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Monday, April 01, 2019

The frequency of splicing errors reflects the balance between selection and drift

Splice variants are very common in eukaryotes. We know that it's possible to detect dozens of different splice variants for each gene with multiple introns. In the past, these variants were thought to be examples of differential regulation by alternative spicing but we now know that most of them are due to splicing errors. Most of the variants have been removed from the sequence databases but many remain and they are annotated as examples of alternative splicing, which implies that they have a biological function.

I have blogged about splice variants many times, noting that alternative splicing is a very real phenomenon but it's probably restricted to just a small percentage of genes. Most of splice variants that remain in the databases are probably due to splicing errors. They are junk RNA [The persistent myth of alternative splicing].

The ongoing controversy over the origin of splice variants is beginning to attract attention in the scientific literature although it's fair to say that most scientists are still unaware of the controversy. They continue to believe that abundant alternative splicing is a real phenomenon and they don't realize that the data is more compatible with abundant splicing errors.

Some molecular evolution labs have become interested in the controversy and have devised tests of the two possibilities. I draw your attention to a paper that was published 18 months ago.

Friday, March 29, 2019

Are multiple transcription start sites functional or mistakes?

If you look in the various databases you'll see that most human genes have multiple transcription start sites. The evidence for the existence of these variants is solid—they exist—but it's not clear whether the minor start sites are truly functional or whether they are just due to mistakes in transcription initiation. They are included in the databases because annotators are unable to distinguish between these possibilities.

Let's look at the entry for the human triosephosphate isomerase gene (TPI1; Gene ID 7167).

The correct mRNA is NM_0003655, third from the top. (Trust me on this!). The three other variants have different transcription start sites: two of them are upstream and one is downstream of the major site. Are these variants functional or are they simply transcription initiation errors? This is the same problem that we dealt with when we looked at splice variants. In that case I concluded that most splice variants are due to splicing errors and true alternative splicing is rare.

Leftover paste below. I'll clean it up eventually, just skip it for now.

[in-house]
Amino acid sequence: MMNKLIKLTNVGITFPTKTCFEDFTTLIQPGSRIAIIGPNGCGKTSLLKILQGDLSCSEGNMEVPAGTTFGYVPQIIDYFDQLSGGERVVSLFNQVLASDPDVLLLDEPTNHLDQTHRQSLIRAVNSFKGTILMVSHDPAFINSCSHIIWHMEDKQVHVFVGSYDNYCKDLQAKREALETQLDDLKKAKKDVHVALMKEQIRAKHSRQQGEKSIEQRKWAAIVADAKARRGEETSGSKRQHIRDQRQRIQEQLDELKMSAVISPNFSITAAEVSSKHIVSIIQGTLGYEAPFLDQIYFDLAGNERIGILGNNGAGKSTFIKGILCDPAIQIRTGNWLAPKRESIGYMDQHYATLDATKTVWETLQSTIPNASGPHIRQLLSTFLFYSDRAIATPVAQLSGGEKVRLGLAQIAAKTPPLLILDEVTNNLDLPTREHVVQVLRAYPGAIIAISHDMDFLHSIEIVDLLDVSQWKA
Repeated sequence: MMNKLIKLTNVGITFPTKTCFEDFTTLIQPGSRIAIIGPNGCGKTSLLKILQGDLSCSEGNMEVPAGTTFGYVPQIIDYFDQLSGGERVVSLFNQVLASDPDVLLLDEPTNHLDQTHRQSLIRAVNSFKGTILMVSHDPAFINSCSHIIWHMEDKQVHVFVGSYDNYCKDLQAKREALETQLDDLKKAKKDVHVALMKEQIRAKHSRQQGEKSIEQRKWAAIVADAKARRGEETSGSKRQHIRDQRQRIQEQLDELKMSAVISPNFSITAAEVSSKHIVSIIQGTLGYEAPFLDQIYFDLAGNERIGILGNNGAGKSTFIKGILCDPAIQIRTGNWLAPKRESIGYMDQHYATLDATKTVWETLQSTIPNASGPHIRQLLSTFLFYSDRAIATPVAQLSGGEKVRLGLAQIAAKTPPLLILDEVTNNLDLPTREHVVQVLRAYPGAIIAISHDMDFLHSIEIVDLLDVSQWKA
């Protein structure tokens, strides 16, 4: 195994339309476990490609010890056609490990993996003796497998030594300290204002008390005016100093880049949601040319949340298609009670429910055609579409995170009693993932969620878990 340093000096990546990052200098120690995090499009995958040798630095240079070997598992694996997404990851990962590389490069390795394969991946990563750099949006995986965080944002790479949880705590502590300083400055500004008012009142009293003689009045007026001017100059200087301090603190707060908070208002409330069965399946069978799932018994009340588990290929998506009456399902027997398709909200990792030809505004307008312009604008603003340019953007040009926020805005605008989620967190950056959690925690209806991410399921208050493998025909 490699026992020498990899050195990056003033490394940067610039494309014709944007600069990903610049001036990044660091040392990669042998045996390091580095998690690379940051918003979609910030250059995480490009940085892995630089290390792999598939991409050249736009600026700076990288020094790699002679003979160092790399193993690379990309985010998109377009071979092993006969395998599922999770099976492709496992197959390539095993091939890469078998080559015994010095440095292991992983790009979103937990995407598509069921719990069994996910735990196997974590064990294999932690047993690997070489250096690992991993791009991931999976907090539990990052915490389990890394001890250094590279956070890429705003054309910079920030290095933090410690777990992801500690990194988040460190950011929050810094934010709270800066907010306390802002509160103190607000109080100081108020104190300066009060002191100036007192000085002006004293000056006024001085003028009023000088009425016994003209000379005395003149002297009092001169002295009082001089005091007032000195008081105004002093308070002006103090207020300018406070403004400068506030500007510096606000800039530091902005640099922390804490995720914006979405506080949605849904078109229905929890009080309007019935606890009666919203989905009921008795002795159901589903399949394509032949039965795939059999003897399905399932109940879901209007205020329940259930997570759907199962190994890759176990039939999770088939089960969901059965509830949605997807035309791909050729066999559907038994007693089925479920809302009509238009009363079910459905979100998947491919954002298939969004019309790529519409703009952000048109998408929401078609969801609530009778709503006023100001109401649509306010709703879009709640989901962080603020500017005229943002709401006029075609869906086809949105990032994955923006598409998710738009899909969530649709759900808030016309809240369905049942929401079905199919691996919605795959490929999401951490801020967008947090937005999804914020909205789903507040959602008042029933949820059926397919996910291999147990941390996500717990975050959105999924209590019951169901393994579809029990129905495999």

Monday, February 04, 2019

What is the dominant view of junk DNA?

I think that about 90% of our genome is junk and I know lots of other scientists who feel the same way. I'm pretty sure that this view is not shared by the majority of scientists but I don't know whether they are convinced that most of our genome is functional or whether they just think the question is unanswerable at the present time. I suspect that the latter view is more common but I'd like to hear your opinion.

Sunday, January 27, 2019

Yeast loses its introns

Baker’s yeast (Saccharomyces cerevisiae) is one of the best studied eukaryotes. Its genome is just slightly larger than the largest bacterial genome and it was the first eukaryotic genome to be sequenced (Mewes at al., 1997). It has about 7000 genes in total and 6,604 of these genes are protein-coding genes but only 280 of these genes contain introns.1 The rest have lost their introns over the course of several hundred million years of evolution (Hooks et al., 2014).

We know that introns have been lost in yeast because the genes of related species have lots of introns. The common ancestor of all fungi undoubtedly had genes with multiple introns because the available evidence indicates that introns invaded eukarotic genes very early in the evolution of eukaryotes. The fact that most introns have been purged from the yeast genome suggests that introns are not essential for gene function. In other words, introns are mostly junk.2

Wednesday, January 23, 2019

What happens when twins get their DNA tested?

The Canadian Broadcastng Company (CBC) has a TV show called Marketplace that promotes itself as an advocate of consumers' rights. It has a history of testing the claims of advertisers and usually shows that these claims are misleading or false. Here's what they say on their website.
On air since 1972, Marketplace is Canada’s consumer watchdog. We get the goods to help you shop smarter and protect yourself from slick scams and misleading marketing claims. We investigate the products and services we all use every day and push companies and government for answers. And we expose the truth on stories that matter to you and your family.

Sunday, January 13, 2019

Most popular Sandwalk posts of 2018

Blogging was light last year because I was busy with other things and because the popularity of blogs is declining rapidly. The most popular post, based on the number of views, garnered only 9229 views, which is more than the most popular post of 2017 but only half as much as the most popular post of 2016. The post with the most comments (53) has almost 10X fewer comments than posts from a few years ago but that's partly because more people are commenting on Facebook and because I'm restricting blog comments in various ways.